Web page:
The most recent amendments to the Pipeline Safety Act became effective two years ago.  Those amendments called for new studies and rulemaking, on issues ranging from verification of MAOP/MOP, potential changes to the identification of HCAs and/or Class Locations, new construction oversight, water crossing standards, and more.  While PHMSA has completed two-thirds of the required studies, few rulemakings have been completed to date, with the only substantive rulemaking focused on sharpening the Agency’s enforcement tools.  PHMSA has nevertheless continued to initiate an increasing number of enforcement actions seeking record amounts of civil penalties, in part in response to heightened public criticism as well as judicial challenges.  Over the same time period, the oil and gas industry has continued an unprecedented era of growth in the U.S., involving production from shale sources, construction of new lines, reversals of flow and change of product in existing lines.

2014 promises to continue all of these trends:  increased industry activity to keep up with growing production and demand, coupled with more vigilant Agency enforcement focused on various integrity issues.  In addition, several recent high profile incidents have prompted increased public scrutiny and continued calls for more effective regulatory oversight, on issues ranging from new construction to aging pipe to the relative safety of transportation by rail.  New rulemakings are also on the horizon.  All of these developments will inevitably translate into increased regulation and enforcement of pipeline operations in the year ahead, as apparent from the ambitious objectives cited in PHMSA’s 2014 Budget Request.  A point often lost in the discussion, unfortunately, is the fact that pipelines continue to be the most safe and reliable mode of transportation for oil and gas.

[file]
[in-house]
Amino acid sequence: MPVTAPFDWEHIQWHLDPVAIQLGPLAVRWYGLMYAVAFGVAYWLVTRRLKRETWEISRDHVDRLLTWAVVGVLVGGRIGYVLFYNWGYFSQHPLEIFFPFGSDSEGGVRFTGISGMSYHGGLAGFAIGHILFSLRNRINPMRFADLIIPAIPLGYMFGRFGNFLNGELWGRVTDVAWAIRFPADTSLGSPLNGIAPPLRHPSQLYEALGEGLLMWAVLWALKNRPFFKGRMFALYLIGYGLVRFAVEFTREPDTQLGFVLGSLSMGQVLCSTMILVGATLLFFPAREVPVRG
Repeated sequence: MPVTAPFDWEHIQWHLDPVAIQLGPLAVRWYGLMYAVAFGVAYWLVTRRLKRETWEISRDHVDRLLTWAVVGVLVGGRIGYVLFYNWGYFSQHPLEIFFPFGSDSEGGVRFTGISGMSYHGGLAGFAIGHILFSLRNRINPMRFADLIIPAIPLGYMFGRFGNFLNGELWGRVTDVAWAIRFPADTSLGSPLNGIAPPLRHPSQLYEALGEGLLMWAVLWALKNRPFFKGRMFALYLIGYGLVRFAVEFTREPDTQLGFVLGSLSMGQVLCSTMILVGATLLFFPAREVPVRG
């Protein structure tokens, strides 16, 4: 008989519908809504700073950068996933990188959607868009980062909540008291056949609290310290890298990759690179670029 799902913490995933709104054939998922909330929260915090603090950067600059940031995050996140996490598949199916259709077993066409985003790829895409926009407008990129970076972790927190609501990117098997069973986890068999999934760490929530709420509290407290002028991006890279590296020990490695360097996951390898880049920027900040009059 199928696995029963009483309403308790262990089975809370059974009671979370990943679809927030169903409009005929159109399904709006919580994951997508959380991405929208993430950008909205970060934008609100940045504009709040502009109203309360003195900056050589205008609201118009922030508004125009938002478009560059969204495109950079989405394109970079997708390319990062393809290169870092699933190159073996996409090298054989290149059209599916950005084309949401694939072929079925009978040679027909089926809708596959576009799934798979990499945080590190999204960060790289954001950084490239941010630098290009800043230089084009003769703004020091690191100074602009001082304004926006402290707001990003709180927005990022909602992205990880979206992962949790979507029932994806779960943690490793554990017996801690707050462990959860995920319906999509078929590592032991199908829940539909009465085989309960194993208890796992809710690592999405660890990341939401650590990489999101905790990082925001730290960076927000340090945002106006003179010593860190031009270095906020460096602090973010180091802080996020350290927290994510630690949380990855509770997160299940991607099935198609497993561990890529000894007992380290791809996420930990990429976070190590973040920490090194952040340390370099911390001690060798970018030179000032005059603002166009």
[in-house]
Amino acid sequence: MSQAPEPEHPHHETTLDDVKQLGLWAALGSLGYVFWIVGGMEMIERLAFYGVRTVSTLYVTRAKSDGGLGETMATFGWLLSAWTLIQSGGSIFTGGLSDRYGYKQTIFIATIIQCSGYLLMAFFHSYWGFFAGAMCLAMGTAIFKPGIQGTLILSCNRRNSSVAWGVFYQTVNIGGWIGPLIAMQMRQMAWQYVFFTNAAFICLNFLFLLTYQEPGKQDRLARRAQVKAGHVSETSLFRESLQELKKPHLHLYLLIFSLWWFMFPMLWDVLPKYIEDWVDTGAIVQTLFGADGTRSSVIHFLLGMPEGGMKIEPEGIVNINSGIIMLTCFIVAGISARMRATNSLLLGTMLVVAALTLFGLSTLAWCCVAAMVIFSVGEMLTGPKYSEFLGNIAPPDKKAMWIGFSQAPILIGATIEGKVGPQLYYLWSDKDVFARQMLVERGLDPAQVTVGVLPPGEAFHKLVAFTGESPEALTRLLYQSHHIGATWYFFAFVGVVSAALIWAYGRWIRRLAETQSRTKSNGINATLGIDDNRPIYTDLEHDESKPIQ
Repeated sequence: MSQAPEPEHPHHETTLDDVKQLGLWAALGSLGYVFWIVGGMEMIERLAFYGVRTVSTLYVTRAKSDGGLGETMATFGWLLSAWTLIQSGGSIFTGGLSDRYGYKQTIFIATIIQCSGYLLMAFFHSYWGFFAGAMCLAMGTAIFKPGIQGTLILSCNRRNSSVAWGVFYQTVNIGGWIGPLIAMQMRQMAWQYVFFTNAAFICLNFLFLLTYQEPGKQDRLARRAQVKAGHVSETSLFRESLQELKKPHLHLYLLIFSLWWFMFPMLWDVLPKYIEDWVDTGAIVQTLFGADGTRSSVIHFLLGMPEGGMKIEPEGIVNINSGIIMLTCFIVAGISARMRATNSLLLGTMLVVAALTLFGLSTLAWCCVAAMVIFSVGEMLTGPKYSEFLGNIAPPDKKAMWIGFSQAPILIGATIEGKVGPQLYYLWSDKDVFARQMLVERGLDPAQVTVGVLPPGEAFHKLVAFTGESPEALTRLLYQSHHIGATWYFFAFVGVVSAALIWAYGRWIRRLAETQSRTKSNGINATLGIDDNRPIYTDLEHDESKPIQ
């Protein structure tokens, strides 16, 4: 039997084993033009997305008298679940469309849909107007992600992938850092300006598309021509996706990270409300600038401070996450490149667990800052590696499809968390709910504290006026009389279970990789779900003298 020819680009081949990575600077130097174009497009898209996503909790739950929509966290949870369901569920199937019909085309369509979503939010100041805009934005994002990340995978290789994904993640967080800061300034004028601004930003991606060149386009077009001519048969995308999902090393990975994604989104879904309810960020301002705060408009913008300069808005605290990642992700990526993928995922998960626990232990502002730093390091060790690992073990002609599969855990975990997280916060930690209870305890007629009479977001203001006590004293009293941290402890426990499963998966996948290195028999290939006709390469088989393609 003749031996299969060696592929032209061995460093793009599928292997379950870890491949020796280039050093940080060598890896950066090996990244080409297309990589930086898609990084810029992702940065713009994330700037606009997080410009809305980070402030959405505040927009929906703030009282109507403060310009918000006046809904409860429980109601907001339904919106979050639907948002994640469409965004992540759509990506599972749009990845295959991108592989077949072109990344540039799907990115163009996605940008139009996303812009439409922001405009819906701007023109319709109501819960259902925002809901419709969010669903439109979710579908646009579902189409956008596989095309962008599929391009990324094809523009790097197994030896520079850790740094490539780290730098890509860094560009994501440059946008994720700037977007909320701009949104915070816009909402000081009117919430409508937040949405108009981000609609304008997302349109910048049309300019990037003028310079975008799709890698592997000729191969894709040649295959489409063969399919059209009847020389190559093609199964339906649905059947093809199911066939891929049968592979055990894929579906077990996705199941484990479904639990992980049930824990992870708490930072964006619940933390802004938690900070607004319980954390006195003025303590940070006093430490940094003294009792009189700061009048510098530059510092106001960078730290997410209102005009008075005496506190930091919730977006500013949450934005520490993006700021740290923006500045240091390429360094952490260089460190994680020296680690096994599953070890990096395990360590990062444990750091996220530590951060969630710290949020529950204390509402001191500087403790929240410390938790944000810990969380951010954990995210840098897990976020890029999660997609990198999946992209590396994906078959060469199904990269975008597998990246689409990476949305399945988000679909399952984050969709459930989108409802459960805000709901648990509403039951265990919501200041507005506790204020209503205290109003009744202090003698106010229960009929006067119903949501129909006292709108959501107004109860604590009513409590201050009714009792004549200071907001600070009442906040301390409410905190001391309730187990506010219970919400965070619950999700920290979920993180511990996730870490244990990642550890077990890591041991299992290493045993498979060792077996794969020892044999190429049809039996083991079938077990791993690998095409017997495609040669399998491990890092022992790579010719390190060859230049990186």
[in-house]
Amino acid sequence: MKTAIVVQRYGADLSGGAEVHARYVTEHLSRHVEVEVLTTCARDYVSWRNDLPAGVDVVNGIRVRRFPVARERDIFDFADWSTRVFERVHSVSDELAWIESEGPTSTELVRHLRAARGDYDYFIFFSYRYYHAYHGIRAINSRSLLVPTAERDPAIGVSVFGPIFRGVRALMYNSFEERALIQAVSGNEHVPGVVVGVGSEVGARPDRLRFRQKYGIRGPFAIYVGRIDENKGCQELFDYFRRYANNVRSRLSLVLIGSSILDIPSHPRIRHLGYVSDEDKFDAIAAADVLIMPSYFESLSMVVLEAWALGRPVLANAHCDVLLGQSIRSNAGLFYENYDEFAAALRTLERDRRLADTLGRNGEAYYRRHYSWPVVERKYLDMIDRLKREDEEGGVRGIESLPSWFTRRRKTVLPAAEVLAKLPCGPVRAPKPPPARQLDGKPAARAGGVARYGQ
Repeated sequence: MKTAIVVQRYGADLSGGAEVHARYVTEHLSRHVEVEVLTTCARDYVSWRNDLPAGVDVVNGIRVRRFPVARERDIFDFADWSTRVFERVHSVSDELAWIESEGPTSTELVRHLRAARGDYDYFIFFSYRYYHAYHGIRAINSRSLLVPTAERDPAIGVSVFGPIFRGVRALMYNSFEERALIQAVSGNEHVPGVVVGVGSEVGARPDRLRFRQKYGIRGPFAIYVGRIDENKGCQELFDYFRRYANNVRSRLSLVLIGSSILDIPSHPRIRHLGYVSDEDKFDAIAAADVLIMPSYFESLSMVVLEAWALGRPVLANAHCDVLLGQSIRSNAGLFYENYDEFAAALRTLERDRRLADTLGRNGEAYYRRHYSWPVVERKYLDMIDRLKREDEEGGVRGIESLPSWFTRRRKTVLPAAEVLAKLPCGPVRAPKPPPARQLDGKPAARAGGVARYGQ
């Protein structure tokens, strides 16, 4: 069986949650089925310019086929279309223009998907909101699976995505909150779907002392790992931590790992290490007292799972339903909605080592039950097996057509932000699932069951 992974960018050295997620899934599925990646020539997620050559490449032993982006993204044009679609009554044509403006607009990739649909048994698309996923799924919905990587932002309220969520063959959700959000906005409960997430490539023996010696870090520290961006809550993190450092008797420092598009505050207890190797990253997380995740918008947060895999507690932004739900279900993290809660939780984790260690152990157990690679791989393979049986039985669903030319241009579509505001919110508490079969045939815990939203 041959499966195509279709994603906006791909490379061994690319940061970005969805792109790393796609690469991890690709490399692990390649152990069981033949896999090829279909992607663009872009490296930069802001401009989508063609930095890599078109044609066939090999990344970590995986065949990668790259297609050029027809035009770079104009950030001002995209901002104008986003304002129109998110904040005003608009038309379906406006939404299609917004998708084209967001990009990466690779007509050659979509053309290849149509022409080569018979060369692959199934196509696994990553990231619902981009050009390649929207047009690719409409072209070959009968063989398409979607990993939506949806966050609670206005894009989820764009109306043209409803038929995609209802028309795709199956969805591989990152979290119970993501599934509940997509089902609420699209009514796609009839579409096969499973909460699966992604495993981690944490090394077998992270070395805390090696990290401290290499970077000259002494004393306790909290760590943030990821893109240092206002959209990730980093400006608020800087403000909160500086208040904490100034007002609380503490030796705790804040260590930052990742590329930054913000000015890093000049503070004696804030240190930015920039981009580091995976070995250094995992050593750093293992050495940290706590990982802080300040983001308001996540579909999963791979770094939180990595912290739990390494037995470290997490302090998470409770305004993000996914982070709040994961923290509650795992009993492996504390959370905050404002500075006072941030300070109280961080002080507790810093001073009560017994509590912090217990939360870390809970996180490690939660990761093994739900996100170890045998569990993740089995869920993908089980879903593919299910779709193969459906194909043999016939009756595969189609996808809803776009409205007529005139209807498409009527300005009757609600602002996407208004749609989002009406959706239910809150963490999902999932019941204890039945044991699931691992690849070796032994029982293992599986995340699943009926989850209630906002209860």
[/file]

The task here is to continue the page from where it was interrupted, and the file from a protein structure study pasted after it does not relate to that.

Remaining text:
In order to be well-positioned for 2014, operators should anticipate increased Agency inspections and oversight by PHMSA and certified states, including onsite construction field inspections, system wide inspections and more targeted investigations.   Operators should anticipate more requests for disclosure of operational information under the Freedom of Information Act (FOIA), and be prepared to claim all appropriate protections for confidential, privileged or security sensitive material.  Companies should also watch for action on various rulemakings that are scheduled to be proposed and issued in 2014 (this website will be tracking these developments).  As enforcement actions implement new rules or policies, operators should also be prepared to challenge the Agency where it relies on or invokes new regulatory interpretations that are not clearly based in established regulations or associated guidance, or that are applied differently across the regions and the industry.  In addition, operators and industry representatives should continue to press PHMSA for transparency with regard to penalty calculations and options for settlement of enforcement actions.  Lastly, operators should be closely reviewing their own operations as new initiatives play out, comparing individual policies or procedures to evolving standards or best practices.  To this end, operators may consider performing internal compliance audits protected under the attorney-client privilege in order to identify compliance issues and assess potential liabilities.